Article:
Thai Haeng occupies an old-school Chinatown shophouse that's changed little over the decades. Neither has the two dishes they're known for - khao man gai chicken rice and sukiyaki noodles - both of which are cooked the right way, there's no shortcuts here.
The khao man gai is just as it should be, moist tender poached chicken, slightly oily rice perfumed with ginger, and a soy-based sauce spiked with lots of garlic and chilli. But though you can find renditions of Thai chicken rice all over the city, a good sukiyaki is harder to come by. Try their signature suki haeng, dry wok-fried glass noodles with pork or seafood, morning glory, egg and cabbage tied together with sauce of garlic, chillies, a little palm sugar and red tofu paste fermented with wild rice. This is old-school Bangkok cooking at its best.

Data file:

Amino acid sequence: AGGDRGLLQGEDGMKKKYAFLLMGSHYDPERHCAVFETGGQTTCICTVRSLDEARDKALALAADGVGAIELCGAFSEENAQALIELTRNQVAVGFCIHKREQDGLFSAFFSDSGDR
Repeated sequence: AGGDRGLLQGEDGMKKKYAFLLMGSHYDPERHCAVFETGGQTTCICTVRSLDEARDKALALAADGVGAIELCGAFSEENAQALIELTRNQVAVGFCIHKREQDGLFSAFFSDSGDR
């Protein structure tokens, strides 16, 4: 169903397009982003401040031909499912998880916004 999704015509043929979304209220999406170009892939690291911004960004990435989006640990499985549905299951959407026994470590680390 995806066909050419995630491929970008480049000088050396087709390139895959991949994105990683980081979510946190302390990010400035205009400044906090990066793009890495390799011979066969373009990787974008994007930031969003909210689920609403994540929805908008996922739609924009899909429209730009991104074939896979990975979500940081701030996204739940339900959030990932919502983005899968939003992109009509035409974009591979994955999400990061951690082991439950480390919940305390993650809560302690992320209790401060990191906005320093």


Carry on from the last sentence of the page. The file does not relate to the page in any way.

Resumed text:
Finding Thai Haeng involves diving down a tiny Yaowarat alleyway on the western edge of Bangkok's Chinatown. The only sign is in Thai, so look out for the street side glass display box housing their poached chickens. Inside is a Thai-Chinese time warp - round marble-topped tables and teak doors ways surrounded by old white tiles clad to high-ceiling walls.
Plates of khao man gai and suki haeng are surprisingly good value hovering somewhere between 40-60 THB (around US $1.25-1.95).